The show and the two DJs behind the prank in December were widely condemned after the death of a nurse who answered the phone and helped the DJs get confidential information about the former Kate Middleton's health.
The "Hot 30" program was taken off air following the death of the nurse, Jacintha Saldanha, and the Australian Associated Press reported Monday that Southern Cross Austereo, the parent company of radio station 2DayFM, announced the program had been formerly canceled.
The AAP quoted Southern Cross Austereo Chief Executive Rhys Holleran as saying DJs Michael Christian and Mel Greig will go back on the air.
"We look forward to Mel and MC returning to work when the time is right, in roles that make full use of their talents," Holleran said in a statement Monday.
The DJs impersonated Queen Elizabeth II and her son, Prince Charles, as they phoned London's King Edward VII hospital in the early hours of Dec. 4 to ask about the condition of the Duchess of Cambridge, who had been hospitalized there after suffering from severe morning sickness.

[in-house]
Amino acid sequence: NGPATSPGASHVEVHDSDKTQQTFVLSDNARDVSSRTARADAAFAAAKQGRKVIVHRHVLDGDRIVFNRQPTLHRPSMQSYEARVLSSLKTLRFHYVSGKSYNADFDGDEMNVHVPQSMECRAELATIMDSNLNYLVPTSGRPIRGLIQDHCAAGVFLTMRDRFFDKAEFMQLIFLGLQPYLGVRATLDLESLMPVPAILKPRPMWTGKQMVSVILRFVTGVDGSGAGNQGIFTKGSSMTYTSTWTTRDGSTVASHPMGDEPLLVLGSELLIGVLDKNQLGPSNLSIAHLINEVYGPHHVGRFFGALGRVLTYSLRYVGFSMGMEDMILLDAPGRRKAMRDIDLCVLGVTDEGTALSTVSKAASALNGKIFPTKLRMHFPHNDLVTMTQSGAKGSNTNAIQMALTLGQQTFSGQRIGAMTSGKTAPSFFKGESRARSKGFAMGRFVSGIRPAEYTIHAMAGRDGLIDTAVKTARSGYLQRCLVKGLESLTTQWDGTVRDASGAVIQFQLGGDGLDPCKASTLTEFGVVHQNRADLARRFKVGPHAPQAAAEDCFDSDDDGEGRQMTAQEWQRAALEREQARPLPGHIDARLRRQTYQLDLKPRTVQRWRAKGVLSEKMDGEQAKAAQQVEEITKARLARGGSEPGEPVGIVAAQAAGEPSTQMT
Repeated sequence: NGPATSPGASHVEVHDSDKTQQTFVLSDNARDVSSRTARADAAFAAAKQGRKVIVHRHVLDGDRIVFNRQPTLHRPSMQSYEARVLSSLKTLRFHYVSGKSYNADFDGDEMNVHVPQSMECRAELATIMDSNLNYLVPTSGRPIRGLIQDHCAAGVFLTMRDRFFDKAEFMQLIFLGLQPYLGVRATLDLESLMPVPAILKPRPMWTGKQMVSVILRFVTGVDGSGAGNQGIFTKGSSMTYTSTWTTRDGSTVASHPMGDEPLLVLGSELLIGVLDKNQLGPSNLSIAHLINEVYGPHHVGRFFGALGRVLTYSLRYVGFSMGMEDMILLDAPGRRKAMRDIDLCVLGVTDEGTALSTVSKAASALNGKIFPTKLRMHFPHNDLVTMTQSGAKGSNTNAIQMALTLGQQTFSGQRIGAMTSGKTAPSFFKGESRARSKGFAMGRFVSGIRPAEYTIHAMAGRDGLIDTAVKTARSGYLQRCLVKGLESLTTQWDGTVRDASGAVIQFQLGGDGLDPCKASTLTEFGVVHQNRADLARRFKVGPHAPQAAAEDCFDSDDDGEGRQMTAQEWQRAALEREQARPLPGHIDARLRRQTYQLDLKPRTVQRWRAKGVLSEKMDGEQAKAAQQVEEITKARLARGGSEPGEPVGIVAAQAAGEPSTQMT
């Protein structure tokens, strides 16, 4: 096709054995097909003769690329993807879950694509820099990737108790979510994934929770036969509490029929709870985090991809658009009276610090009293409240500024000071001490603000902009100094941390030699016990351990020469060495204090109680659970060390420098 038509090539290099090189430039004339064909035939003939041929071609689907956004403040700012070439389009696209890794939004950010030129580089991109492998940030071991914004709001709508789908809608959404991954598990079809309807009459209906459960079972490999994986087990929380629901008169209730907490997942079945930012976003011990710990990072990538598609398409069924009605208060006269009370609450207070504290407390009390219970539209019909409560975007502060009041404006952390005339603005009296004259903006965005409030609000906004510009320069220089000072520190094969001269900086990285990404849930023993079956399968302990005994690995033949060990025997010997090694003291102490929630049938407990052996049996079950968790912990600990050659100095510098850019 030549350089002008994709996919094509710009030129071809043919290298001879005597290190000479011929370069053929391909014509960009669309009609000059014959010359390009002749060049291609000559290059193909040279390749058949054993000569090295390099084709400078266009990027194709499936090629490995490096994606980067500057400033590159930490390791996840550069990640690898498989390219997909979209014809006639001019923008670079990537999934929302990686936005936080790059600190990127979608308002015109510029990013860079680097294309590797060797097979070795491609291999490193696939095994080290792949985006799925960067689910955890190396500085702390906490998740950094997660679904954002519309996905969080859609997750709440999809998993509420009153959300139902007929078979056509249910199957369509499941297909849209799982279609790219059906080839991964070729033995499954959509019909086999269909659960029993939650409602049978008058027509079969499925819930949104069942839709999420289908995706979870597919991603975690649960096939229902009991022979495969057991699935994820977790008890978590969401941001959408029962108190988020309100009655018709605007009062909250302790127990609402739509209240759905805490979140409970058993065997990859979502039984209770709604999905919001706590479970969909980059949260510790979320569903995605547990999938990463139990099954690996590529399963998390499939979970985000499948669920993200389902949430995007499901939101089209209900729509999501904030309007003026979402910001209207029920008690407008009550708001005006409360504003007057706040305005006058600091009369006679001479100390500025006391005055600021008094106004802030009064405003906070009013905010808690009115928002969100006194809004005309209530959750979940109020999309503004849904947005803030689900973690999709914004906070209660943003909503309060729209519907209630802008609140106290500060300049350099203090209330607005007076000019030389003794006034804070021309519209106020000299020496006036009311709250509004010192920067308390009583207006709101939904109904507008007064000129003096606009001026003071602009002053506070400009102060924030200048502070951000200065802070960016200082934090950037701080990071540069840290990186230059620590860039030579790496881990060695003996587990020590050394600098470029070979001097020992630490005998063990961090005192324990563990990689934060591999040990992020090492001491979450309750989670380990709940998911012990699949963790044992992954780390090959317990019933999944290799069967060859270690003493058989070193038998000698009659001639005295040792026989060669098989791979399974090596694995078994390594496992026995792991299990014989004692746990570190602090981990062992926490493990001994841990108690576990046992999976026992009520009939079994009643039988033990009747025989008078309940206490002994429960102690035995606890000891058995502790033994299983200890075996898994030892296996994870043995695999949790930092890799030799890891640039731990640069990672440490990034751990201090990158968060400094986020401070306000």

The DJs' shaky upper-crust accents were apparently enough to fool Saldanha, who put them through to a colleague who in turn described the details of Kate's condition.
The call went viral and was broadcast the world over. But the incident took a darker turn after Saldanha's body was found hanging in her room three days after the prank. It was an apparent suicide that many have assumed was related to the stress from the call.
Greig and Christian apologized in emotional interviews on Australian television, saying they never expected their call would be put through.